New Zealand’s Gambling Act 2003 is “old” and “not really fit for purpose”, the Problem Gambling Foundation has said.
It comes after RNZ revealed on Monday that nearly 70% of lotto store sales come from the poorer half of the community.
Lotto accepts that there are too many stores in low-income areas.
The Problem Gambling Foundation’s director of marketing and communications, Andree Froude, told Breakfast that they were “pretty shocked that it was as high as 70%.”
“We know that over 50% of the poker rooms are in our poorer communities, and often with alcohol and fast food outlets, they are often in the poorer communities, that just means that these communities are disproportionately affected,” she said.
READ MORE: Lotto stores in New Zealand’s poorest half account for 70% of sales
Froude says the lotto “isn’t necessarily problematic unless you buy tickets and can’t put food on the table.”
New Zealand “absolutely” have a problem with gambling harm, she said, adding that gambling problems are “so easy to hide”.
“If someone has a problem with alcohol or drugs, you see the physical signs and the clues, whereas gambling is so much easier to hide.”
She says that while one in five Kiwis will be affected by problem gambling in some form or another in their lifetime, there is “so much stigma that people often don’t seek help until they are not really at their lowest”.
“They’ve lost their homes, their relationships. They can be suicidal – something drastic has to happen before they often ask for help.”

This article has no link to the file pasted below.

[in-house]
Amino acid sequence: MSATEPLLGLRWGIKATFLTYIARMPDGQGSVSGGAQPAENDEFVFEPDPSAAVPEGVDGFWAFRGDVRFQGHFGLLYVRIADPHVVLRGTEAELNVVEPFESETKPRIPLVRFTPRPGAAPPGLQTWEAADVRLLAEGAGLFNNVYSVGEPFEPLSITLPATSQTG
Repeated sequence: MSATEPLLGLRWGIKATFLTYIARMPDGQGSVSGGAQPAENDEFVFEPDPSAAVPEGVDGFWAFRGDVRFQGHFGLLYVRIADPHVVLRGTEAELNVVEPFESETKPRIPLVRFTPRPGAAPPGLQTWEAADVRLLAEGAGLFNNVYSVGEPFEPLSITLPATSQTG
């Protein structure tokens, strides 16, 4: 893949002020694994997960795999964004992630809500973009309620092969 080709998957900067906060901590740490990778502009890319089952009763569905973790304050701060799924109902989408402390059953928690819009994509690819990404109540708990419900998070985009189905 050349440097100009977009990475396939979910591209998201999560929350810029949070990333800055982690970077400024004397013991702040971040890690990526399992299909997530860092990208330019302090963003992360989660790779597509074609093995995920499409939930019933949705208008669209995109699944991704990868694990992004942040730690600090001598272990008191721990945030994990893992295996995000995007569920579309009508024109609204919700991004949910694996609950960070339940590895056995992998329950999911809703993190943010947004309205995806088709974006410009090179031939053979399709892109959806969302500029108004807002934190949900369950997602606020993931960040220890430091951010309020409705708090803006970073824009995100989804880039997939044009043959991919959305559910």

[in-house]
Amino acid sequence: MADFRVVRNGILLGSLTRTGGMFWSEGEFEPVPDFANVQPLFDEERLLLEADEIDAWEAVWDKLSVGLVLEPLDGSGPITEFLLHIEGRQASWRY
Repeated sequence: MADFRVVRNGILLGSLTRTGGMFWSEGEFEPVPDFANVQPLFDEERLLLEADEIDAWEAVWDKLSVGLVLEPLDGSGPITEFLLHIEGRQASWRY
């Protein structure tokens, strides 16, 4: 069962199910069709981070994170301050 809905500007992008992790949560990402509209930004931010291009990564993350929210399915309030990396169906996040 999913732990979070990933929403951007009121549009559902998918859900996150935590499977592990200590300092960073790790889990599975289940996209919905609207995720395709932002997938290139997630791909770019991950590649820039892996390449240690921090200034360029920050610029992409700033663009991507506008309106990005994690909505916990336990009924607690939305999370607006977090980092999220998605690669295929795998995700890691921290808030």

READ MORE: Lotto has warned that a $25 million online bingo plan could create more damage
It follows Lotto’s planned rollout of an online bingo game early next year, which is expected to fetch $25 million in the first year, according to a submission for approval by Home Affairs Minister Jan Tinetti.
Tinetti paused on the proposal pending a review of the online game.
“I’ve always had harm minimization in mind. I’ve seen too many gambling issues. I’ve seen too many families who have been hurt and hurt,” she told RNZ.
“I have been quite open with Lotto that I will not make any decisions regarding online bingo until we have reviewed the entire online gambling regulatory regime.
Froude said more needed to be done to regulate gambling, adding that the Gambling Act 2003 was “old” and “not really fit for purpose”.
“Something has to happen there and there has to be much harsher consequences for those gambling operators who have harmful products in our communities, so that if they don’t take effective responsibility for the host, they should be held accountable.”
She urged anyone concerned about their gambling to take a free, confidential test on the Problem Gambling Foundation website to determine if they are “still just playing for fun” and to “seek help before it does.” get really bad.”